The group questioned the use of numbers versus the use of descriptors. Carol commented that in a sliding bar scale, the faculty rater would not see the numbers but would see behavioral description and can drag and drop at some point along the continuum at milestone post or between milestones. Kevin asked whether we should track rater reliability. Linda mentioned rater reliability came up on the last call and she asked the group if that was something that should be part of what we are doing or not. Kevin replied that we are getting into the weeds. The rater reliability should be the responsibility of the institution; it’s unclear why this would rise up to a national reporting level. Howard agreed it was valuable for learners to benchmark, but it may not be useful beyond institutional boundaries. Patty commented that she also provided this as an example of how to display summative performance data and how to give the learner knowledge of where they are in relation to their group. Linda mentioned we had discussed bar graphs and histograms; the question about rater reliability is probably too complicated for our standard.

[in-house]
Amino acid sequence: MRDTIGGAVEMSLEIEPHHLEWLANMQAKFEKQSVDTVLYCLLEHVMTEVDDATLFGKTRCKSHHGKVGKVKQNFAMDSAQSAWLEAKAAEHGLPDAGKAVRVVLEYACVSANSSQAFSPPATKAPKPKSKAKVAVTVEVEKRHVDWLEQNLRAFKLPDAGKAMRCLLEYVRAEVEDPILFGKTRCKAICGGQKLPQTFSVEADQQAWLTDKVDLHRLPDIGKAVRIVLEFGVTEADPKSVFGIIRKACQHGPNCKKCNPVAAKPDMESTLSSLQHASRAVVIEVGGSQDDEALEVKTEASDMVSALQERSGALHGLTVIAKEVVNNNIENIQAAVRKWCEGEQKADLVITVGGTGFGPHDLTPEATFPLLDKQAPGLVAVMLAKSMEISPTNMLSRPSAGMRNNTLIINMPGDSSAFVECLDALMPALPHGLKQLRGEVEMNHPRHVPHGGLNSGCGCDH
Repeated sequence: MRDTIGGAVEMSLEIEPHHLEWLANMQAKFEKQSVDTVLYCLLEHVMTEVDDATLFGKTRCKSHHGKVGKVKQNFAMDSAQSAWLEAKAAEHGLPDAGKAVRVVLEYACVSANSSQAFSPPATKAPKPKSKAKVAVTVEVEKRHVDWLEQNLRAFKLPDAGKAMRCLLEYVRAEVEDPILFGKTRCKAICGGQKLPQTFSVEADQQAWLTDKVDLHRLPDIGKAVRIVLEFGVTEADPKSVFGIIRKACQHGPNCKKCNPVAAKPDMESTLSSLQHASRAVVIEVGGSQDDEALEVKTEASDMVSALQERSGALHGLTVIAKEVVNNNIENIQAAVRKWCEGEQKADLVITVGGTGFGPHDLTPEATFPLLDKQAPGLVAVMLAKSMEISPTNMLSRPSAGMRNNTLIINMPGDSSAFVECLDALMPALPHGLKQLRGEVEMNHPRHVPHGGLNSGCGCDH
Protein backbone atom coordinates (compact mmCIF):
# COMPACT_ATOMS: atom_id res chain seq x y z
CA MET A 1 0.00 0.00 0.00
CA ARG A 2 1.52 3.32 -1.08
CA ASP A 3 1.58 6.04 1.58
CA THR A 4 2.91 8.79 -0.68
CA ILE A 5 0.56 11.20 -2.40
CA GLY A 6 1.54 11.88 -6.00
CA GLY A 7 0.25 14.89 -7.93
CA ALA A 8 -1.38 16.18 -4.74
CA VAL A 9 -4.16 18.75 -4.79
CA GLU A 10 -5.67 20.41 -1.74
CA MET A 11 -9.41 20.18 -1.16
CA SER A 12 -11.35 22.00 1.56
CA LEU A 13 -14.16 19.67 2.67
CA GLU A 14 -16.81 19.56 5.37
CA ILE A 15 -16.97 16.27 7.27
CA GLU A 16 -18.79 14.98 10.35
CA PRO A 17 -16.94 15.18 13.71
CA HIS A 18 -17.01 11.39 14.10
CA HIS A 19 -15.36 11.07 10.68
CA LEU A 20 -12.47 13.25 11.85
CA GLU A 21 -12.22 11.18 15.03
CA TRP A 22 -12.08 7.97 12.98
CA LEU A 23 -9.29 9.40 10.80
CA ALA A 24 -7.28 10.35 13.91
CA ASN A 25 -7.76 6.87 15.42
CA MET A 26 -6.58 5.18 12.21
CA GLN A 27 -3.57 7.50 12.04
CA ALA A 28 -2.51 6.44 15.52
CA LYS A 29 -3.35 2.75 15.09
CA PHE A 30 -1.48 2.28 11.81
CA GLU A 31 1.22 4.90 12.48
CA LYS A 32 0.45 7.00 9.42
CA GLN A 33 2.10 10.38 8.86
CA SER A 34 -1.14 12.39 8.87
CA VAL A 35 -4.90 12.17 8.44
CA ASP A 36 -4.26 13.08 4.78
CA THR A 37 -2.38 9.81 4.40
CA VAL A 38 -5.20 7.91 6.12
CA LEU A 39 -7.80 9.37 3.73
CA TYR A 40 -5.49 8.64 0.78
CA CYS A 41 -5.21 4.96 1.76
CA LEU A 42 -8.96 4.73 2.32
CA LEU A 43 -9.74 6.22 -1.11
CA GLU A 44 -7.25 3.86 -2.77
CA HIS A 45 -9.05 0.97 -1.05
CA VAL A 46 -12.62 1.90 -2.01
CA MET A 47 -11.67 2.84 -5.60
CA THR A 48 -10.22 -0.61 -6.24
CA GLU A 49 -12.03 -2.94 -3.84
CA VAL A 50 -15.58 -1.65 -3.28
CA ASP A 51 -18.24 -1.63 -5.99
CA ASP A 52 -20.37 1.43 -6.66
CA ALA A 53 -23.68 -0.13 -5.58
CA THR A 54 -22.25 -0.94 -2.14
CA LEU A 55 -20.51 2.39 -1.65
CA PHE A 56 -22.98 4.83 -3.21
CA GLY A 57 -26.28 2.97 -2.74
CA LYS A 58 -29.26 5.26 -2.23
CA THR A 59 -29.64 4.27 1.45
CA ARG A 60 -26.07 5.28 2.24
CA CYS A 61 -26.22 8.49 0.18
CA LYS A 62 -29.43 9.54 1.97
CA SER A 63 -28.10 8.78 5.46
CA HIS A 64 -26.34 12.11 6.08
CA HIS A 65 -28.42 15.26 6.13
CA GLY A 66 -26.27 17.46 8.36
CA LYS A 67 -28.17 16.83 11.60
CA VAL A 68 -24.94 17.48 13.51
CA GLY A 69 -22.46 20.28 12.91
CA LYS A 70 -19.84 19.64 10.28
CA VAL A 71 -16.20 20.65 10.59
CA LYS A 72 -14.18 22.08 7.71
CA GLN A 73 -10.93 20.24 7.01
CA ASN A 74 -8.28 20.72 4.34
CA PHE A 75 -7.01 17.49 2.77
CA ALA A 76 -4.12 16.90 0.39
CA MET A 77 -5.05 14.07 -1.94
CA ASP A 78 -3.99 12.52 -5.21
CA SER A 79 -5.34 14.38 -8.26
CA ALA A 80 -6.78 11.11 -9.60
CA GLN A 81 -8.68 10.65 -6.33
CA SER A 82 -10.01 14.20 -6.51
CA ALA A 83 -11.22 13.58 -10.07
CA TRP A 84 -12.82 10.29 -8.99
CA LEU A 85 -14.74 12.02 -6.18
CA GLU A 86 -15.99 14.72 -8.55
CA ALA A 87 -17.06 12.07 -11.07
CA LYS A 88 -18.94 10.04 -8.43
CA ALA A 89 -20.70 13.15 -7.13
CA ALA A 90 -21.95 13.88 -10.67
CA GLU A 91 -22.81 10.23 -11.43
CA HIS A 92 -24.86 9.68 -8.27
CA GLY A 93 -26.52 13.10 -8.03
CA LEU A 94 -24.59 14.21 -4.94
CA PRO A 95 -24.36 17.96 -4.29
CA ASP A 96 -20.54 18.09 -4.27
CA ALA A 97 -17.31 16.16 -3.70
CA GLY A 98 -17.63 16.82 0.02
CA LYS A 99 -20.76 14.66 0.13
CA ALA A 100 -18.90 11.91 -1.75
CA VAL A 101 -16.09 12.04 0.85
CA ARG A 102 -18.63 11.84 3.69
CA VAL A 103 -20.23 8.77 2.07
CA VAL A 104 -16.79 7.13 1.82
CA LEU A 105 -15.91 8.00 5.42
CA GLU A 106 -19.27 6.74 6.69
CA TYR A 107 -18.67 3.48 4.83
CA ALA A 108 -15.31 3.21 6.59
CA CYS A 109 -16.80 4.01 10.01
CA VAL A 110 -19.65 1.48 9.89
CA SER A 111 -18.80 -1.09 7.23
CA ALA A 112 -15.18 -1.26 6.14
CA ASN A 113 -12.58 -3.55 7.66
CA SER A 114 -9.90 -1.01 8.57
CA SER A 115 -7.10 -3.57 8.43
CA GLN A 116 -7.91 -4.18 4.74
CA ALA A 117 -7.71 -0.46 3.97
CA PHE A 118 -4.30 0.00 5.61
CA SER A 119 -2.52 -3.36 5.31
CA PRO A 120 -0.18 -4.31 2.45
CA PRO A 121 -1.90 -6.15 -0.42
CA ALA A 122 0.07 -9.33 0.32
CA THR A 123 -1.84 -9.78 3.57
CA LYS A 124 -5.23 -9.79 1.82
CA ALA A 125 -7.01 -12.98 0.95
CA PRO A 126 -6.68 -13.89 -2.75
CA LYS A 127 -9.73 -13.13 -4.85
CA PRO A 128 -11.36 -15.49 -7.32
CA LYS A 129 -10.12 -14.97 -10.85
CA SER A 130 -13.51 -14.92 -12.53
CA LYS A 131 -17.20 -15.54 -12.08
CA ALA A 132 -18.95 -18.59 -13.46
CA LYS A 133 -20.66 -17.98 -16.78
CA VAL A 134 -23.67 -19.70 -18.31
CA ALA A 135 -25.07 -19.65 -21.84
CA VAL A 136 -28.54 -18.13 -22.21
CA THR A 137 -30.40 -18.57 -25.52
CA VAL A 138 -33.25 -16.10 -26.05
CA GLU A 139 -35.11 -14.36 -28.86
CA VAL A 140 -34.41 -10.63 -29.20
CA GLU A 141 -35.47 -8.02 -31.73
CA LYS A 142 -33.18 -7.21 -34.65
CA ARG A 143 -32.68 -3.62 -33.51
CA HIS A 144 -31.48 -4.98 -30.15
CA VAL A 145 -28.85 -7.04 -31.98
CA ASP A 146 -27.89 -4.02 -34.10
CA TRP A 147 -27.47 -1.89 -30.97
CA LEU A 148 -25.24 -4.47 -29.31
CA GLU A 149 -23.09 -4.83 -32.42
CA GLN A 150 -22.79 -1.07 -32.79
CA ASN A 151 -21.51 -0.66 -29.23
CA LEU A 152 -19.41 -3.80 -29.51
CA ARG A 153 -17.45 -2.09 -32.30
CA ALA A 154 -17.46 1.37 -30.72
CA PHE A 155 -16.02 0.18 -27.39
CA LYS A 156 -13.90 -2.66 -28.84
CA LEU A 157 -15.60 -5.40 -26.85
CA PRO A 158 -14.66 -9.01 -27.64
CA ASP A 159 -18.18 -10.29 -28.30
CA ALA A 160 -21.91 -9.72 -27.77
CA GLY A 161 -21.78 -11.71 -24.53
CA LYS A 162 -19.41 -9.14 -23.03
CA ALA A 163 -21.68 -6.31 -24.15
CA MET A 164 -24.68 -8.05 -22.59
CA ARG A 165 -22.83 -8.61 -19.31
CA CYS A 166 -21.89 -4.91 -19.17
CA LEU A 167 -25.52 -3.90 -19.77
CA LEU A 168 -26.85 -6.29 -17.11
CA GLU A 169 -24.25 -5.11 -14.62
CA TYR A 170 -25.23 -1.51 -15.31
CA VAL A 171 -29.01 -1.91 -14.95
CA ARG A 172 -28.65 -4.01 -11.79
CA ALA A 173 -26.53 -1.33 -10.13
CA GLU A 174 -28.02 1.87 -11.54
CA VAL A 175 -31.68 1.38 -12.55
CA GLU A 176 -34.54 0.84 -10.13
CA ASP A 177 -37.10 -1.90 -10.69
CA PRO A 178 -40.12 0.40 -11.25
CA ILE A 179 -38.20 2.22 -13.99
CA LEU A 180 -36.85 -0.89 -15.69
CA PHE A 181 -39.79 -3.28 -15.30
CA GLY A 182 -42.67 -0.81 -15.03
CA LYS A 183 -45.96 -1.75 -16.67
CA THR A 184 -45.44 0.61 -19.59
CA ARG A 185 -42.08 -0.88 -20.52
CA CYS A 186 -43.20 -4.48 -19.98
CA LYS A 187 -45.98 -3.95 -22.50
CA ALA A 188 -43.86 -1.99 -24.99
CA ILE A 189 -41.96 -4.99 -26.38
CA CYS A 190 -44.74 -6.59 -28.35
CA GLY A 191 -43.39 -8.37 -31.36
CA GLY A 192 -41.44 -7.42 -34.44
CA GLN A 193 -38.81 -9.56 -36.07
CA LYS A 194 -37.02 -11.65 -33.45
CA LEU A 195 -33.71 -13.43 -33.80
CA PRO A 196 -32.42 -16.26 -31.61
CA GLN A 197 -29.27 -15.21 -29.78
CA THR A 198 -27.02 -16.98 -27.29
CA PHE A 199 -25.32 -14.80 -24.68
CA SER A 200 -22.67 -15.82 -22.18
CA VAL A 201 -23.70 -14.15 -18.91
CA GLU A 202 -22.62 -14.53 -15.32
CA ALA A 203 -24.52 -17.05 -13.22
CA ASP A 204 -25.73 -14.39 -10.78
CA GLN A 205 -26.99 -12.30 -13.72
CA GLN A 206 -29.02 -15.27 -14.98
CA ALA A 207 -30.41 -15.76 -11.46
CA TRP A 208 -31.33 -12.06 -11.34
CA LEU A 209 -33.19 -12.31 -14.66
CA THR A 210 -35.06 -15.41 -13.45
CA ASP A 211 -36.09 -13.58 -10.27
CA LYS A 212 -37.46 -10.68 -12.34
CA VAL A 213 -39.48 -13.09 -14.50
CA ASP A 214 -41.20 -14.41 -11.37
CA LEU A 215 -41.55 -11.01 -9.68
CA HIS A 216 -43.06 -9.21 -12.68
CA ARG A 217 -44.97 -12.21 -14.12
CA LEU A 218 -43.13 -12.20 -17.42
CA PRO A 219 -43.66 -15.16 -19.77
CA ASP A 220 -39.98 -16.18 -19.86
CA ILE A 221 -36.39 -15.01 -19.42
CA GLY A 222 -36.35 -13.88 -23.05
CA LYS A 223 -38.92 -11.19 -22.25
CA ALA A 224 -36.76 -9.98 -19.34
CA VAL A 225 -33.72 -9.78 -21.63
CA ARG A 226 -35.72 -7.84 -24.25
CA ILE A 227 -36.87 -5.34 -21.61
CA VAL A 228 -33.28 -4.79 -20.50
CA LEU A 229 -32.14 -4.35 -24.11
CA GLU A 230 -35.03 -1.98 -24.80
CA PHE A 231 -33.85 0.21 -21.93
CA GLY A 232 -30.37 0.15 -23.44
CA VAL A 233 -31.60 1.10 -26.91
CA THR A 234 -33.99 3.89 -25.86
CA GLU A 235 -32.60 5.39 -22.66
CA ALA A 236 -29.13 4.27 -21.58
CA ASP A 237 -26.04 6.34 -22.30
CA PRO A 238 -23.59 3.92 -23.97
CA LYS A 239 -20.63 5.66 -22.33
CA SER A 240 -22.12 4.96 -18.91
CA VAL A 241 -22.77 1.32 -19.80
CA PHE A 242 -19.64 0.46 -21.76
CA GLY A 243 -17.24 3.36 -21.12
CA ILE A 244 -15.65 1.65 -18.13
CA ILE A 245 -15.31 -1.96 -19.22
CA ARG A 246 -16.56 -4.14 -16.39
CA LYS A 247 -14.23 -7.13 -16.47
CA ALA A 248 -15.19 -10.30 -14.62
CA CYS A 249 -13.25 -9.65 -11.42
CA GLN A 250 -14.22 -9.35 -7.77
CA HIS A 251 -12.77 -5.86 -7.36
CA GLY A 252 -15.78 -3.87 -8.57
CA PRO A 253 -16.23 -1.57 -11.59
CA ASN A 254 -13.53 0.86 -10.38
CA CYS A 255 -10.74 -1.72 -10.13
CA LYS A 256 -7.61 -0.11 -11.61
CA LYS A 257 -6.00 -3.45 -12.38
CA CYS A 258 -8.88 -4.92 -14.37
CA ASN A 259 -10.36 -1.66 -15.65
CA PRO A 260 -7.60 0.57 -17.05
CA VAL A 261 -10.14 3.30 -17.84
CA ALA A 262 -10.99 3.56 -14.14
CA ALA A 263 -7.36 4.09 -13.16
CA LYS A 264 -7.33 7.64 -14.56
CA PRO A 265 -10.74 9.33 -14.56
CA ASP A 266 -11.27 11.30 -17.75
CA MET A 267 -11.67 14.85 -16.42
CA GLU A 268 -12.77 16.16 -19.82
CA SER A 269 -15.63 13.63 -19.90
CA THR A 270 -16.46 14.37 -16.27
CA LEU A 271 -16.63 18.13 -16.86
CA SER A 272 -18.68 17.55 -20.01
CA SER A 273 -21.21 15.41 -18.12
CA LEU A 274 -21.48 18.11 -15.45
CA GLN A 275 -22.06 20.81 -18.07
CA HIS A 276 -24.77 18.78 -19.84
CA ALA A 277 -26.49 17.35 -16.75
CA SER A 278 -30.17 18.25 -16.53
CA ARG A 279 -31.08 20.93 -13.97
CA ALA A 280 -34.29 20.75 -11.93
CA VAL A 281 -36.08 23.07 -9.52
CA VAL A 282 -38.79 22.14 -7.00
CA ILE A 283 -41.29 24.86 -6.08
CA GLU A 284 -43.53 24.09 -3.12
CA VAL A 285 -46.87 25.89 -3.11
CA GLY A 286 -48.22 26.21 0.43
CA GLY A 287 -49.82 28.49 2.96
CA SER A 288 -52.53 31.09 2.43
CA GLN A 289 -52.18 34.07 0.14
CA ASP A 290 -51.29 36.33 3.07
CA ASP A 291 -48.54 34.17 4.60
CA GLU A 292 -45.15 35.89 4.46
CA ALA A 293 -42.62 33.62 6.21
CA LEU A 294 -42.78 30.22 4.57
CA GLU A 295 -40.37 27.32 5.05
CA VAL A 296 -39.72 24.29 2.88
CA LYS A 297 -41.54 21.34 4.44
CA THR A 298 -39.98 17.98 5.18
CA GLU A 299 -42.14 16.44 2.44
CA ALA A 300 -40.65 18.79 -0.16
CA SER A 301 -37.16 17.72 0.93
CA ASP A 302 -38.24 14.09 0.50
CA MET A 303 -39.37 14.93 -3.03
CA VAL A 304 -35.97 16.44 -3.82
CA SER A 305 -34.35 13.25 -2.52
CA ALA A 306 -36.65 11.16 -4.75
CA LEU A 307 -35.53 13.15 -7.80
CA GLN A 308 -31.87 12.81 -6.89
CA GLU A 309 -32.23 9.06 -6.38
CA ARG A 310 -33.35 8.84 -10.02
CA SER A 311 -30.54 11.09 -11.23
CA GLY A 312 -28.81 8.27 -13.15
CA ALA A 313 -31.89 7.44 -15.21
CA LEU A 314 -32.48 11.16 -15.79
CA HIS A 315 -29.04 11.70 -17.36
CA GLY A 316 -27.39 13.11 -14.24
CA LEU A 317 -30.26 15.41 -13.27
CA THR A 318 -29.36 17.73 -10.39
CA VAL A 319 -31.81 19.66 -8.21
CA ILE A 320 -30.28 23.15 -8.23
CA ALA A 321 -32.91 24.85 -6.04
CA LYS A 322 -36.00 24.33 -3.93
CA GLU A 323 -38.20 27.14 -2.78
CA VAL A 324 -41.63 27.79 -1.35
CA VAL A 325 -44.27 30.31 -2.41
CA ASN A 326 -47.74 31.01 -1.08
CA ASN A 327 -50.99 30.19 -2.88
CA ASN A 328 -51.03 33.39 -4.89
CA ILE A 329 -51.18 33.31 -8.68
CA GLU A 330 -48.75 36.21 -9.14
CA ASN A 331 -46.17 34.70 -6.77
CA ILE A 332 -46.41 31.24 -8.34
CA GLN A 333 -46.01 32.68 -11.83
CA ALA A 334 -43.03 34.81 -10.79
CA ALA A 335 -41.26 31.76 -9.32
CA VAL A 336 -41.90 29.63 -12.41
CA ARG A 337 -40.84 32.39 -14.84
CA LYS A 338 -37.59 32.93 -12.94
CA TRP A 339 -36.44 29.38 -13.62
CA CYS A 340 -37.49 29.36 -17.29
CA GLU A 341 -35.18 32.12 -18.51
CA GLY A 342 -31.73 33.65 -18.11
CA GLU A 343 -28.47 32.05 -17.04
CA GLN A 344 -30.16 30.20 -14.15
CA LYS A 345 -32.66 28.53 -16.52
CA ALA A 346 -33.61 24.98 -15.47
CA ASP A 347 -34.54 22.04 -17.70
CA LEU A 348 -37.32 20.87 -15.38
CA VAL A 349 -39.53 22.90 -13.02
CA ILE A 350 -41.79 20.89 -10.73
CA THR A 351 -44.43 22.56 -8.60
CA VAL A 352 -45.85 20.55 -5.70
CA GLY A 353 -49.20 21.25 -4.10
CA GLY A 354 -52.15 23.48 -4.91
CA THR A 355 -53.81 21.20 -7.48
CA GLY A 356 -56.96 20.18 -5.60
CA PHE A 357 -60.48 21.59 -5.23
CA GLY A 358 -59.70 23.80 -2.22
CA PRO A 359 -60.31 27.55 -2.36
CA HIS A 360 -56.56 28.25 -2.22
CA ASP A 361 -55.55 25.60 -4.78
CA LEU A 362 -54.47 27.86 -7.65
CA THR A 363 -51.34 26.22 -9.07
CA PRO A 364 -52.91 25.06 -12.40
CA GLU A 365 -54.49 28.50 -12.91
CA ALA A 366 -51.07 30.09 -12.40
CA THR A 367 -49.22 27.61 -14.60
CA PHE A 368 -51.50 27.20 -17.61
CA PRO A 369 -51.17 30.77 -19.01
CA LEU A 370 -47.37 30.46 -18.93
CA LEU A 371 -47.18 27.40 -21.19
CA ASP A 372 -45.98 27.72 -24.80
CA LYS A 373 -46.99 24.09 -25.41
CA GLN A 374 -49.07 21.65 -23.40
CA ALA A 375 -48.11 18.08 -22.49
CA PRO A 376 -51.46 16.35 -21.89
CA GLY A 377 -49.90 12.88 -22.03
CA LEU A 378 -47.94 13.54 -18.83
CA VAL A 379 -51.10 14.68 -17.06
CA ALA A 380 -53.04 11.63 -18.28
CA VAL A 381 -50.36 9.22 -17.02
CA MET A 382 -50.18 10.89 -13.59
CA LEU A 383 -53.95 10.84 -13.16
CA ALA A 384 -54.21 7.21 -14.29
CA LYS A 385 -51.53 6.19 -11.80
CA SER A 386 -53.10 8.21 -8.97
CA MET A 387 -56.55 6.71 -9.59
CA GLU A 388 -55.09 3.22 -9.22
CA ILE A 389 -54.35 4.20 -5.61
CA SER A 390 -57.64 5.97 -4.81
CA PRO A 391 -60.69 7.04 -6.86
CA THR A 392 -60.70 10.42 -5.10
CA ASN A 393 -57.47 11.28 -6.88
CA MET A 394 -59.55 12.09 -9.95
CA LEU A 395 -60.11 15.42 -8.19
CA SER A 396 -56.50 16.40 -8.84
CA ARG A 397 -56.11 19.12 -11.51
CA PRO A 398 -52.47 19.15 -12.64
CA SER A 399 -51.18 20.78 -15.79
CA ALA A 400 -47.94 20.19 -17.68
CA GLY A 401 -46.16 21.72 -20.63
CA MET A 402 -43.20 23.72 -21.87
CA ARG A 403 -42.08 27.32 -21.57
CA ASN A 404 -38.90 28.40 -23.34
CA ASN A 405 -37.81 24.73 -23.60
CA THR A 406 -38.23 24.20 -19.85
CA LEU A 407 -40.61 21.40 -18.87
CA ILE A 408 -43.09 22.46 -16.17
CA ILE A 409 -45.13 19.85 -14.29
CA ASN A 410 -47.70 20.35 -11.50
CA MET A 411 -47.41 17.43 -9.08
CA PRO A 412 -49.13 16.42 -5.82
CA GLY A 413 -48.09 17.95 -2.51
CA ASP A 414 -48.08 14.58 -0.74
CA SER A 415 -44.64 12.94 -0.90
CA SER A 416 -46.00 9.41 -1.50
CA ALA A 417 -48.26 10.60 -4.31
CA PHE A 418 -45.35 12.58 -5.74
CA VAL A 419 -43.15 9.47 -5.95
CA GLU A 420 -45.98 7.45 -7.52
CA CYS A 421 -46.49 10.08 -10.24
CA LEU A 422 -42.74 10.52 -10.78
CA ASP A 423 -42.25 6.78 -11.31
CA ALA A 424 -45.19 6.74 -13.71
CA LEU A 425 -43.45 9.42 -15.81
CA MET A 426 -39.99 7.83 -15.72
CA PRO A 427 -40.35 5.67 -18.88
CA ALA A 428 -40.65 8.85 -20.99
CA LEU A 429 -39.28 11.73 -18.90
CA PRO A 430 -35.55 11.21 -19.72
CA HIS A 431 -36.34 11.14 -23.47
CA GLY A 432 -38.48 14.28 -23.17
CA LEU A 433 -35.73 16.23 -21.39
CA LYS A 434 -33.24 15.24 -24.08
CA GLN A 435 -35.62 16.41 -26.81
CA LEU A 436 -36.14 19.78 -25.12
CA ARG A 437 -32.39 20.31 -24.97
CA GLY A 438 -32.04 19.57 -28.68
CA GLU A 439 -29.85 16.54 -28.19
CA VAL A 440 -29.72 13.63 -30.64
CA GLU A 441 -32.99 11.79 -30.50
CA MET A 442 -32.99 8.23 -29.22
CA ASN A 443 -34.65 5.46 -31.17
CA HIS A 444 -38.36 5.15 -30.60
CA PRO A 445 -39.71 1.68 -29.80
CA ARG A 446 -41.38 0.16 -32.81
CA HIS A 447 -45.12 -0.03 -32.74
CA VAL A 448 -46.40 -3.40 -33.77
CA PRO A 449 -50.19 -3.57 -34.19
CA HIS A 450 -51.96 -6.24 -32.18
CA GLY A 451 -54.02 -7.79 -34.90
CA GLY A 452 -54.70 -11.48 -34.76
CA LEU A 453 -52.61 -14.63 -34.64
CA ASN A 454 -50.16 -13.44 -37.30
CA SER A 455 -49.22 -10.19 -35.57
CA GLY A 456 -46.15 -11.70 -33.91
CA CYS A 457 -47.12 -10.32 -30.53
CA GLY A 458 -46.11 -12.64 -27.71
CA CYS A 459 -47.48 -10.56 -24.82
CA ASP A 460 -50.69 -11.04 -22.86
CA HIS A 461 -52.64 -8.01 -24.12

Linda commented that if we are going to give national data regarding performance on an assessment that implies we are using the same assessment tool. Carol agreed that to get the information we want we need to have the same tools and we need a large enough sample size. The programs can use different tools but in the specifications we would want the ability for people to input the data from the same tool and across national outcomes. Valerie commented that was a new requirement: we want the capability to compile data on a national scale. That would certainly have implications for the standard. Valerie agreed to highlight that as a requirement. Linda added that she would want the ability to compare within the program and nationally.